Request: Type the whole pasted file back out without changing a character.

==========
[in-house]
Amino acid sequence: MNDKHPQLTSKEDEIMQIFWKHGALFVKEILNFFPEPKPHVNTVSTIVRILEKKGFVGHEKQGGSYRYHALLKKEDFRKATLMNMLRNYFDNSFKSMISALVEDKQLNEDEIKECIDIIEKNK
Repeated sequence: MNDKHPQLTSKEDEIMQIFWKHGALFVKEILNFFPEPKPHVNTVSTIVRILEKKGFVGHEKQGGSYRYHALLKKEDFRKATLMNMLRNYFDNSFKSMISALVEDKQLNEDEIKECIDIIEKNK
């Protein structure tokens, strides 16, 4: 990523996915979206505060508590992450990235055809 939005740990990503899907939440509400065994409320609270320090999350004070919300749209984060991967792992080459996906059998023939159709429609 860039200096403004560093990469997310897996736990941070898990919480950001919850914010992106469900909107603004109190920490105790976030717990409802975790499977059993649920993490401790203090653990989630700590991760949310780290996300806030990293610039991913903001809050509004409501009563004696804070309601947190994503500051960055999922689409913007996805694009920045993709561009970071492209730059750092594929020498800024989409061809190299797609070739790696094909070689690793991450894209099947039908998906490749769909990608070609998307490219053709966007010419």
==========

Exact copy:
[in-house]
Amino acid sequence: MNDKHPQLTSKEDEIMQIFWKHGALFVKEILNFFPEPKPHVNTVSTIVRILEKKGFVGHEKQGGSYRYHALLKKEDFRKATLMNMLRNYFDNSFKSMISALVEDKQLNEDEIKECIDIIEKNK
Repeated sequence: MNDKHPQLTSKEDEIMQIFWKHGALFVKEILNFFPEPKPHVNTVSTIVRILEKKGFVGHEKQGGSYRYHALLKKEDFRKATLMNMLRNYFDNSFKSMISALVEDKQLNEDEIKECIDIIEKNK
């Protein structure tokens, strides 16, 4: 990523996915979206505060508590992450990235055809 939005740990990503899907939440509400065994409320609270320090999350004070919300749209984060991967792992080459996906059998023939159709429609 860039200096403004560093990469997310897996736990941070898990919480950001919850914010992106469900909107603004109190920490105790976030717990409802975790499977059993649920993490401790203090653990989630700590991760949310780290996300806030990293610039991913903001809050509004409501009563004696804070309601947190994503500051960055999922689409913007996805694009920045993709561009970071492209730059750092594929020498800024989409061809190299797609070739790696094909070689690793991450894209099947039908998906490749769909990608070609998307490219053709966007010419």